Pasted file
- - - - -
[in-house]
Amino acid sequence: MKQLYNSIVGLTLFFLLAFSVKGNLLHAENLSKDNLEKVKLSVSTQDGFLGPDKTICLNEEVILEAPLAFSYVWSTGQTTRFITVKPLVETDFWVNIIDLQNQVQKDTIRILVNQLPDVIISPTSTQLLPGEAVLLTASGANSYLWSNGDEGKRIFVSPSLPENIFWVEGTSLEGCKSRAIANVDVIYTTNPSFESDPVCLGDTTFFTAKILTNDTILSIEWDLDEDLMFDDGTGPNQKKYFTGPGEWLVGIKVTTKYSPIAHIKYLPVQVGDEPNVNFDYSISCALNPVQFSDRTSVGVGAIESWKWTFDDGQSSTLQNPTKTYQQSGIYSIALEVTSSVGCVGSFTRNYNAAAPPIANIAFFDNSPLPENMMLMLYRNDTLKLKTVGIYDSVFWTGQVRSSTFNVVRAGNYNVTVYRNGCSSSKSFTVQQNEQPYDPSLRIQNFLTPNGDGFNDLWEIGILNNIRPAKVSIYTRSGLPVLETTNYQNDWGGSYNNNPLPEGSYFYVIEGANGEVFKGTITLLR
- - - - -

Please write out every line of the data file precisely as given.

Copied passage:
[in-house]
Amino acid sequence: MKQLYNSIVGLTLFFLLAFSVKGNLLHAENLSKDNLEKVKLSVSTQDGFLGPDKTICLNEEVILEAPLAFSYVWSTGQTTRFITVKPLVETDFWVNIIDLQNQVQKDTIRILVNQLPDVIISPTSTQLLPGEAVLLTASGANSYLWSNGDEGKRIFVSPSLPENIFWVEGTSLEGCKSRAIANVDVIYTTNPSFESDPVCLGDTTFFTAKILTNDTILSIEWDLDEDLMFDDGTGPNQKKYFTGPGEWLVGIKVTTKYSPIAHIKYLPVQVGDEPNVNFDYSISCALNPVQFSDRTSVGVGAIESWKWTFDDGQSSTLQNPTKTYQQSGIYSIALEVTSSVGCVGSFTRNYNAAAPPIANIAFFDNSPLPENMMLMLYRNDTLKLKTVGIYDSVFWTGQVRSSTFNVVRAGNYNVTVYRNGCSSSKSFTVQQNEQPYDPSLRIQNFLTPNGDGFNDLWEIGILNNIRPAKVSIYTRSGLPVLETTNYQNDWGGSYNNNPLPEGSYFYVIEGANGEVFKGTITLLR